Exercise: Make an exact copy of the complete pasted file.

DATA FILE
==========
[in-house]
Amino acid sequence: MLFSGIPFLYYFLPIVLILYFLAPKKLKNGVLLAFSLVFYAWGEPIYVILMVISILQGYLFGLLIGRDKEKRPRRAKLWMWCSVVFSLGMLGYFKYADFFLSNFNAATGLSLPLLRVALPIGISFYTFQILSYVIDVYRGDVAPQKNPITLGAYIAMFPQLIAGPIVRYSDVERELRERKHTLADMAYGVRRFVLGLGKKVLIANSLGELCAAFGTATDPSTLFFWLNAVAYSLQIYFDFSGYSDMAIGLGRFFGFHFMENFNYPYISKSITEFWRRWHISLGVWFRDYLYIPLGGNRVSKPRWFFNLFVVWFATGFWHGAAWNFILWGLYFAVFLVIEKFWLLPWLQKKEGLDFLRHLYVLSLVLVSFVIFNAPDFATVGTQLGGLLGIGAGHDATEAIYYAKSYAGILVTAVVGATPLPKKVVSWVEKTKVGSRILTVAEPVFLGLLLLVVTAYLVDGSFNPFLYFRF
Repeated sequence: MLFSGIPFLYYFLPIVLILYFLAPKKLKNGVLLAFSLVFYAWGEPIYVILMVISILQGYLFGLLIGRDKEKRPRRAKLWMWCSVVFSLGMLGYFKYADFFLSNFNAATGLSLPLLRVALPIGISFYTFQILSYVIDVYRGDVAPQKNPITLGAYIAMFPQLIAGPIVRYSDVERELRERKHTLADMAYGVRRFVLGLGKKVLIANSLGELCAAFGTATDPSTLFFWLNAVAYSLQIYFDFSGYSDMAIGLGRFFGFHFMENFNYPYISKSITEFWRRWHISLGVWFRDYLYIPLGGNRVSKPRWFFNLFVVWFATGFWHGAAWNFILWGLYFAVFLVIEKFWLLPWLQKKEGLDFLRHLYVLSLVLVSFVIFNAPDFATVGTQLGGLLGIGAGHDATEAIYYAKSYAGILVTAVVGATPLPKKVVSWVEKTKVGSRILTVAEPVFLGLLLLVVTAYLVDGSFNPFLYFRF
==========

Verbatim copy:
[in-house]
Amino acid sequence: MLFSGIPFLYYFLPIVLILYFLAPKKLKNGVLLAFSLVFYAWGEPIYVILMVISILQGYLFGLLIGRDKEKRPRRAKLWMWCSVVFSLGMLGYFKYADFFLSNFNAATGLSLPLLRVALPIGISFYTFQILSYVIDVYRGDVAPQKNPITLGAYIAMFPQLIAGPIVRYSDVERELRERKHTLADMAYGVRRFVLGLGKKVLIANSLGELCAAFGTATDPSTLFFWLNAVAYSLQIYFDFSGYSDMAIGLGRFFGFHFMENFNYPYISKSITEFWRRWHISLGVWFRDYLYIPLGGNRVSKPRWFFNLFVVWFATGFWHGAAWNFILWGLYFAVFLVIEKFWLLPWLQKKEGLDFLRHLYVLSLVLVSFVIFNAPDFATVGTQLGGLLGIGAGHDATEAIYYAKSYAGILVTAVVGATPLPKKVVSWVEKTKVGSRILTVAEPVFLGLLLLVVTAYLVDGSFNPFLYFRF
Repeated sequence: MLFSGIPFLYYFLPIVLILYFLAPKKLKNGVLLAFSLVFYAWGEPIYVILMVISILQGYLFGLLIGRDKEKRPRRAKLWMWCSVVFSLGMLGYFKYADFFLSNFNAATGLSLPLLRVALPIGISFYTFQILSYVIDVYRGDVAPQKNPITLGAYIAMFPQLIAGPIVRYSDVERELRERKHTLADMAYGVRRFVLGLGKKVLIANSLGELCAAFGTATDPSTLFFWLNAVAYSLQIYFDFSGYSDMAIGLGRFFGFHFMENFNYPYISKSITEFWRRWHISLGVWFRDYLYIPLGGNRVSKPRWFFNLFVVWFATGFWHGAAWNFILWGLYFAVFLVIEKFWLLPWLQKKEGLDFLRHLYVLSLVLVSFVIFNAPDFATVGTQLGGLLGIGAGHDATEAIYYAKSYAGILVTAVVGATPLPKKVVSWVEKTKVGSRILTVAEPVFLGLLLLVVTAYLVDGSFNPFLYFRF